DAVAO CITY (MindaNews / 5 Feb) – The tourism officer of Sta. Cruz municipality in Davao del Sur is urging authorities to increase the number of trekkers that can climb up Mt. Apo, which was set to 50 per trail per day in 2017 as a response to the 2016 forest fire around its peak that lasted over two weeks.
During the “Wednesdays at Habi at Kape” forum, Sta. Cruz municipal tourism officer Julius Paner urged the Protected Area Management Board (PAMB) to reconsider revisiting the existing policy limiting the allowable number of trekkers to Mt. Apo Natural Park, from 50 to 100 a day for each of its six trails.
The policy was imposed on April 12, 2017, the day PAMB lifted the “indefinite closure” of Mt. Apo because of the forest fire, believed caused by trekkers who left behind an unattended camp fire, that engulfed its peak for over two weeks in March 2016.
The fire razed about 115 hectares of forests and grasslands, including some century-old trees.
Paner said discussions are ongoing on revisiting the existing regulation to further boost the municipal government’s effort to promote ecotourism as a way to strike a balance between “tourism and environmental protection.”
Paner said while regulating trekking activities helps to preserve the country’s highest peak and prevent similar massive fire, the carrying capacity of the Sta. Cruz trail can still be expanded, explaining that the 50-limit rule, or a maximum of 300 climbers per day with the six trails of Mt. Apo combined, is quite a “small number.”
He said the 100 trekkers per trail limit, or a total of 600, is still “manageable.” Paner noted that trekking is a low-impact ecotourism activity, which can potentially help the local economy.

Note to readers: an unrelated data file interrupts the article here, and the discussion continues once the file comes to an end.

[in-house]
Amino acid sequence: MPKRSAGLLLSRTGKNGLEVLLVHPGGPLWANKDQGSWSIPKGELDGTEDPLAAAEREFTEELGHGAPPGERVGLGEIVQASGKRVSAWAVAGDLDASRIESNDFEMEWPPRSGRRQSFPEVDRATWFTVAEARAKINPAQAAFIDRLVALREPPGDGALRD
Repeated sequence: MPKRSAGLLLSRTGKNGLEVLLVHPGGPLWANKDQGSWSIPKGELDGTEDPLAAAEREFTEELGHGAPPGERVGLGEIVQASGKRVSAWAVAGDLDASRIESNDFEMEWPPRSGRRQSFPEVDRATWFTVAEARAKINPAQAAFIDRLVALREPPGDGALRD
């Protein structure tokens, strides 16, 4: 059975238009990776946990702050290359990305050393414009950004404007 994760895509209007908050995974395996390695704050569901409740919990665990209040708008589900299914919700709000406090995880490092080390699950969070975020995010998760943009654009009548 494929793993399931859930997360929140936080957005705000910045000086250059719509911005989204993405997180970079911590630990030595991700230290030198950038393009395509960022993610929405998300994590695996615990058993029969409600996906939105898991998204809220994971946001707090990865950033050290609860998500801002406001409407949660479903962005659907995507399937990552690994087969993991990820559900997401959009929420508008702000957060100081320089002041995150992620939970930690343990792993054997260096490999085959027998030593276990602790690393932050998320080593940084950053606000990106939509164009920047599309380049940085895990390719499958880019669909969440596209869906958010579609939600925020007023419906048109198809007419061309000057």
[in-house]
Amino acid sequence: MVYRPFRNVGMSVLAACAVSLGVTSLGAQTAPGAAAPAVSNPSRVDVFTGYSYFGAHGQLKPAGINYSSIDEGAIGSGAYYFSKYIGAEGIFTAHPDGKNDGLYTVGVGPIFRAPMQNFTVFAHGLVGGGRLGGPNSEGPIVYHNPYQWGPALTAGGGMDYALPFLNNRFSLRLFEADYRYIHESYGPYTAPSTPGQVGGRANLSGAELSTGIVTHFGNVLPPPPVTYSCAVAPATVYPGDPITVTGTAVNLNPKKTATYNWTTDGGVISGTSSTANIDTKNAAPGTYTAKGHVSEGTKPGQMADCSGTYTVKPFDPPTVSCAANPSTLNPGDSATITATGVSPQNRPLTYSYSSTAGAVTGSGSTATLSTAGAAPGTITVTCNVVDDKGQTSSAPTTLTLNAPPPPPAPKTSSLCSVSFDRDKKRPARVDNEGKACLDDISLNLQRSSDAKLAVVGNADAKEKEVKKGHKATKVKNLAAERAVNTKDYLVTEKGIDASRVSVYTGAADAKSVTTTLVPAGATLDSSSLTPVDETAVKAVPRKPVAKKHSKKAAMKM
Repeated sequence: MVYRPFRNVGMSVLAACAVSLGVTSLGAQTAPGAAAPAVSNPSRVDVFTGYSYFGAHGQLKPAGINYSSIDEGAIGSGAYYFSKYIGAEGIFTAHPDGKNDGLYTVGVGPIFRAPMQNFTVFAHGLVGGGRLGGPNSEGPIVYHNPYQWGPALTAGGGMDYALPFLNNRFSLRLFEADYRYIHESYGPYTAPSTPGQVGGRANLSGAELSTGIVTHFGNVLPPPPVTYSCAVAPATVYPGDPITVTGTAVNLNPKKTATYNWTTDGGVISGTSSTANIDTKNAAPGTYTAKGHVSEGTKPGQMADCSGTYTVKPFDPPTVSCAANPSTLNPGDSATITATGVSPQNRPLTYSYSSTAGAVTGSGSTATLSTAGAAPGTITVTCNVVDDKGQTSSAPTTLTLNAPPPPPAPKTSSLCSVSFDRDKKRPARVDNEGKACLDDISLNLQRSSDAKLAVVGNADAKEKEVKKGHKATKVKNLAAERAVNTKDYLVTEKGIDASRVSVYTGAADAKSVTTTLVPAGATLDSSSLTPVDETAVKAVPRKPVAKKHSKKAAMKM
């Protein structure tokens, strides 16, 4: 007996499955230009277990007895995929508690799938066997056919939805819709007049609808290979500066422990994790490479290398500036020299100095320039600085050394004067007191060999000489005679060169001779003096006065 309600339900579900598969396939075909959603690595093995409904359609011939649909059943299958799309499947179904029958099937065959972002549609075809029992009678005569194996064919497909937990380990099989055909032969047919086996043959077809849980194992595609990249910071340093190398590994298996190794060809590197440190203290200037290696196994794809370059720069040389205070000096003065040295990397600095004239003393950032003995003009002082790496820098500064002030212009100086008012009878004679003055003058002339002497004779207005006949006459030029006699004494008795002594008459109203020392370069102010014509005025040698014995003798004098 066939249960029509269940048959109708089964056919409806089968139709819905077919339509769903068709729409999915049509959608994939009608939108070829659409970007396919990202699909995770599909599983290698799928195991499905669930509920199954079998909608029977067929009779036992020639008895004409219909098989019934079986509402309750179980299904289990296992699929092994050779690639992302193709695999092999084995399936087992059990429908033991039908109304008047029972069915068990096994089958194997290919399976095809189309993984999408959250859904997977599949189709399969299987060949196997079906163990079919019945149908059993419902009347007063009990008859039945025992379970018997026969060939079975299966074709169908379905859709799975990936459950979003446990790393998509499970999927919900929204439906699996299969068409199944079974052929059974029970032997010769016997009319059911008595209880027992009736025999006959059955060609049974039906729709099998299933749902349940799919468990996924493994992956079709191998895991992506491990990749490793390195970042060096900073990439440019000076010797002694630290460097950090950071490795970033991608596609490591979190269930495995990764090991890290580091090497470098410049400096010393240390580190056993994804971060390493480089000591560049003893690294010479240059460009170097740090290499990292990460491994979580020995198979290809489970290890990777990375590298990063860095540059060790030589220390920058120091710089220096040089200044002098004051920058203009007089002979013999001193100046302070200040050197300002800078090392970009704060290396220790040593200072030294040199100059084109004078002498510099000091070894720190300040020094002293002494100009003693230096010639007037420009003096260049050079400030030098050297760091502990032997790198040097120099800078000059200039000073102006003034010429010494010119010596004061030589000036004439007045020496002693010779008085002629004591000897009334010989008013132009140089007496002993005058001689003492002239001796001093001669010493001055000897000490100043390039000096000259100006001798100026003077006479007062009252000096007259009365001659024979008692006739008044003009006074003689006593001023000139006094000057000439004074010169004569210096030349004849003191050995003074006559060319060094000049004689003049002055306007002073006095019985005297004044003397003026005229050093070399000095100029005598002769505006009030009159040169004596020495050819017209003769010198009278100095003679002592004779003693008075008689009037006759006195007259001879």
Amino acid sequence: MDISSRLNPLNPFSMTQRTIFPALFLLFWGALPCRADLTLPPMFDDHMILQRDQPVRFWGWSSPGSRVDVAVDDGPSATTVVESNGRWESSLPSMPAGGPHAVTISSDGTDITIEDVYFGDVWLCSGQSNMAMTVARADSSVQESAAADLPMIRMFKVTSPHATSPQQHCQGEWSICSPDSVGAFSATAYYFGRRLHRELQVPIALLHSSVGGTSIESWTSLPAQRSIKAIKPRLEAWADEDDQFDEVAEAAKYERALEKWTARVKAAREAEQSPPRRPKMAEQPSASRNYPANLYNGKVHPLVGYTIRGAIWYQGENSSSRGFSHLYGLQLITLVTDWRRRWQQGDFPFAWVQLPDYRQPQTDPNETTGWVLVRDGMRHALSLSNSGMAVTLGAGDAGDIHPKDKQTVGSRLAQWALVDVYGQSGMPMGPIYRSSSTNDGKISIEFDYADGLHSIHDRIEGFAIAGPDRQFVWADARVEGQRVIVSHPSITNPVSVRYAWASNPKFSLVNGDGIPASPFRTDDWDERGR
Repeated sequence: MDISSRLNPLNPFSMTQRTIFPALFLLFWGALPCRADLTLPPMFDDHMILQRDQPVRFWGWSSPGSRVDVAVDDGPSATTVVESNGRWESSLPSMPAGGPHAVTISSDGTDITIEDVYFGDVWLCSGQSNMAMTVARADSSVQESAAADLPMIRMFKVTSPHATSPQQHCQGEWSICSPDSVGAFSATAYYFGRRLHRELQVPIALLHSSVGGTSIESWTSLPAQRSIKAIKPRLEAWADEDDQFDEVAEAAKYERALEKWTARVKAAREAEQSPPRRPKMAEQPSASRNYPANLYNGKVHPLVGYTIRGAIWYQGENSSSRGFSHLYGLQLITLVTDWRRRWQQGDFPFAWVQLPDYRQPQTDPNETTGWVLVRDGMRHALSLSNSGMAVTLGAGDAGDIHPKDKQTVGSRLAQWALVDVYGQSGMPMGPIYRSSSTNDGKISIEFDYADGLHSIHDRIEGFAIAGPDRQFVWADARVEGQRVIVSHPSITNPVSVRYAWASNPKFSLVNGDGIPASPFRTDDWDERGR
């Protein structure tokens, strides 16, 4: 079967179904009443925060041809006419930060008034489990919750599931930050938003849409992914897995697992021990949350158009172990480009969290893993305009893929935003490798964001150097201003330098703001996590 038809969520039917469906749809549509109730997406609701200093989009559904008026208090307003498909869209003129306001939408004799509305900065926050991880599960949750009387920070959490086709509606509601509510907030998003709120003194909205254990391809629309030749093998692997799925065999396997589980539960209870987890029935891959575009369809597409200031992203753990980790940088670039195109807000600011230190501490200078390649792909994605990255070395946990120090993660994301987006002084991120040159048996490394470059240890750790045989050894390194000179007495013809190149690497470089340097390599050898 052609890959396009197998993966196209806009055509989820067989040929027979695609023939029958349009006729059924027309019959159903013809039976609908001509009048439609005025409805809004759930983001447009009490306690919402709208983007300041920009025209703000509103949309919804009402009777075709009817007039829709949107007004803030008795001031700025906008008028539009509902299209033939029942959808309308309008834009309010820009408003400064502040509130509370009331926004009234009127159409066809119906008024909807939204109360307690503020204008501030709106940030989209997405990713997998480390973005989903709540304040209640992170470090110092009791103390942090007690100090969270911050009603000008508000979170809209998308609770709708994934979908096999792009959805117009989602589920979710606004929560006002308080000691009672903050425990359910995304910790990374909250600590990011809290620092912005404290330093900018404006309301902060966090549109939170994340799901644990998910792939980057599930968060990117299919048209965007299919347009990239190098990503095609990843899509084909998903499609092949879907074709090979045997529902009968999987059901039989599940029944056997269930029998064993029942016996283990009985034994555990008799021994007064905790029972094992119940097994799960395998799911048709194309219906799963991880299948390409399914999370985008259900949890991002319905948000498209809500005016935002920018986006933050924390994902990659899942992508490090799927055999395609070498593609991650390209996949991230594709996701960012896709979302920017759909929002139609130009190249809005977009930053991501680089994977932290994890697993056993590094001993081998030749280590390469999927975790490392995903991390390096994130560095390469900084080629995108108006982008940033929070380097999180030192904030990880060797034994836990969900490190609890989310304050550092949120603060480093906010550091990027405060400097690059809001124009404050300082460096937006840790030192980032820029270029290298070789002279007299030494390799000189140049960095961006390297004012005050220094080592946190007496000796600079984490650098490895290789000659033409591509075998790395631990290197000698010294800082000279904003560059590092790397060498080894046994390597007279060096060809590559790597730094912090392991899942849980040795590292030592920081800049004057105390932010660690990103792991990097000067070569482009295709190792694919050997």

Mountaineers may climb Mt. Apo via its six trails: in Kidapawan, Makilala, and Magpet in North Cotabato; and Digos, Sta. Cruz, and Bansalan in Davao del Sur.
Aside from limiting the number of trekkers, the PAMB Ecotourism Management Committee “unanimously agreed and approved” that a “no camping policy” at the peak area will be included in the Unified Trekking Policy of 2015 and the LGU’s Camp Management Plan.
“The local government generates small revenues from tourism. Ecotourism is a balance between tourism and environmental protection. We don’t want mass tourism. Most of the benefits from ecotourism will go directly to the communities—tour guides, porters, habal-habal drivers, and sari-sari stores,” Paner said.
He said the local government strictly implements the existing regulation of 50 trekkers a day pending the decision of the PAMB. He said Sta. Cruz trail has 110 porters and 70 tour guides.
The municipal government is also set to stage the Mt. Apo Boulder Face Challenge and Mt. Apo Sky and Vertical Race on April 18 and April 25 to 26, respectively, Paner said.
He added they limit the number of runners, mostly European and Southeast Asian, for the Boulder Face Challenge to 50 and 100 for the two-day out-and-back Sky and Vertical Race. (Antonio L. Colina IV / MindaNews)